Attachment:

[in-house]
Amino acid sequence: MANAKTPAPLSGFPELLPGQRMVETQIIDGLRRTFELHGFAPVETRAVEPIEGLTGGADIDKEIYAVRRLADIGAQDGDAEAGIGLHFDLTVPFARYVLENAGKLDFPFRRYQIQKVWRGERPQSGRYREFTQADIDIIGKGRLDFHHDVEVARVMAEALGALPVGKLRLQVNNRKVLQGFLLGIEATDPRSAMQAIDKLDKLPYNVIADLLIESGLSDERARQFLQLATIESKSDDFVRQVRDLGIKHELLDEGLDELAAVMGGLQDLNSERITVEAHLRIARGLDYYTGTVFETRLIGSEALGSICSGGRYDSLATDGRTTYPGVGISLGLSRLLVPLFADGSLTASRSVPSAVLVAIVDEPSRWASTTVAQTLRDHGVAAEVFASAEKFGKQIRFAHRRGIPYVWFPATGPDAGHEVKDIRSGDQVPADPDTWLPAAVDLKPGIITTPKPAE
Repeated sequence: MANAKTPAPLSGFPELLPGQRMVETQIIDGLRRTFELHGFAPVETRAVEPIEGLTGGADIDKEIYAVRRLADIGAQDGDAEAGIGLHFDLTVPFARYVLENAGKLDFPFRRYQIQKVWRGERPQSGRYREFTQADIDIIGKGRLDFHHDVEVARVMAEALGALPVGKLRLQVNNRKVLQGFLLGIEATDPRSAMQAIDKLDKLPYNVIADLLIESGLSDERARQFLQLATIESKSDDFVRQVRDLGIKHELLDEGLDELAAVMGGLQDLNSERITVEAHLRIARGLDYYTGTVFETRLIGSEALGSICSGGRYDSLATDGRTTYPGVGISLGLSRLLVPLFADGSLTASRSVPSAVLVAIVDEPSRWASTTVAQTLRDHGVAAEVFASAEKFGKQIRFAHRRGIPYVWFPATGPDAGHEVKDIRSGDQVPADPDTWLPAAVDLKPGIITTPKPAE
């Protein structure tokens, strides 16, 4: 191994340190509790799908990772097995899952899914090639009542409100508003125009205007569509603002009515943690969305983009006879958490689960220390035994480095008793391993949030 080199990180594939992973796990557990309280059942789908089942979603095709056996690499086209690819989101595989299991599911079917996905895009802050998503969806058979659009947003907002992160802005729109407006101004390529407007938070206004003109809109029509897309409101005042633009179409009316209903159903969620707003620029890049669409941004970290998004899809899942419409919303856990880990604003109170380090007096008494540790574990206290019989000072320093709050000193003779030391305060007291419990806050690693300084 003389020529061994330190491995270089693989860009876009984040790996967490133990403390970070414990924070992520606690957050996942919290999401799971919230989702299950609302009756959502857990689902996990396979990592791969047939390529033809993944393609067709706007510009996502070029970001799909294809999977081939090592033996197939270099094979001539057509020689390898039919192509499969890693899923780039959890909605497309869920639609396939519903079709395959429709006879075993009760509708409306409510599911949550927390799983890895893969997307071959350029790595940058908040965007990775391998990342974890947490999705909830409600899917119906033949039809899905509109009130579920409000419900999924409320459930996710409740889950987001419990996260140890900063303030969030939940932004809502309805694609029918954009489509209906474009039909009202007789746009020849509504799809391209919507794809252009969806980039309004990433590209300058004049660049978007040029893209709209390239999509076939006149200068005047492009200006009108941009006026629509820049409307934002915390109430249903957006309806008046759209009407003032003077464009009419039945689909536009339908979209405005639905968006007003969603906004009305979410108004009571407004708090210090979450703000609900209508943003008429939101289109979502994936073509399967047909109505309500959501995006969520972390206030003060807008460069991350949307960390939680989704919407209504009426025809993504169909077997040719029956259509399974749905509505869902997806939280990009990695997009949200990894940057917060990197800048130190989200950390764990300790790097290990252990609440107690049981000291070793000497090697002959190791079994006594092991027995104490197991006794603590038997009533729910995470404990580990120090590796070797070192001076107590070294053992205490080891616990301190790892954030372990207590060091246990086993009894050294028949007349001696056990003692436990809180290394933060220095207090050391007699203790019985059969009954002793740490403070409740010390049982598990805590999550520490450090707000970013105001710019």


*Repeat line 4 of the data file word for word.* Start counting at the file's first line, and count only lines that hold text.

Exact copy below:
């Protein structure tokens, strides 16, 4: 191994340190509790799908990772097995899952899914090639009542409100508003125009205007569509603002009515943690969305983009006879958490689960220390035994480095008793391993949030 080199990180594939992973796990557990309280059942789908089942979603095709056996690499086209690819989101595989299991599911079917996905895009802050998503969806058979659009947003907002992160802005729109407006101004390529407007938070206004003109809109029509897309409101005042633009179409009316209903159903969620707003620029890049669409941004970290998004899809899942419409919303856990880990604003109170380090007096008494540790574990206290019989000072320093709050000193003779030391305060007291419990806050690693300084 003389020529061994330190491995270089693989860009876009984040790996967490133990403390970070414990924070992520606690957050996942919290999401799971919230989702299950609302009756959502857990689902996990396979990592791969047939390529033809993944393609067709706007510009996502070029970001799909294809999977081939090592033996197939270099094979001539057509020689390898039919192509499969890693899923780039959890909605497309869920639609396939519903079709395959429709006879075993009760509708409306409510599911949550927390799983890895893969997307071959350029790595940058908040965007990775391998990342974890947490999705909830409600899917119906033949039809899905509109009130579920409000419900999924409320459930996710409740889950987001419990996260140890900063303030969030939940932004809502309805694609029918954009489509209906474009039909009202007789746009020849509504799809391209919507794809252009969806980039309004990433590209300058004049660049978007040029893209709209390239999509076939006149200068005047492009200006009108941009006026629509820049409307934002915390109430249903957006309806008046759209009407003032003077464009009419039945689909536009339908979209405005639905968006007003969603906004009305979410108004009571407004708090210090979450703000609900209508943003008429939101289109979502994936073509399967047909109505309500959501995006969520972390206030003060807008460069991350949307960390939680989704919407209504009426025809993504169909077997040719029956259509399974749905509505869902997806939280990009990695997009949200990894940057917060990197800048130190989200950390764990300790790097290990252990609440107690049981000291070793000497090697002959190791079994006594092991027995104490197991006794603590038997009533729910995470404990580990120090590796070797070192001076107590070294053992205490080891616990301190790892954030372990207590060091246990086993009894050294028949007349001696056990003692436990809180290394933060220095207090050391007699203790019985059969009954002793740490403070409740010390049982598990805590999550520490450090707000970013105001710019």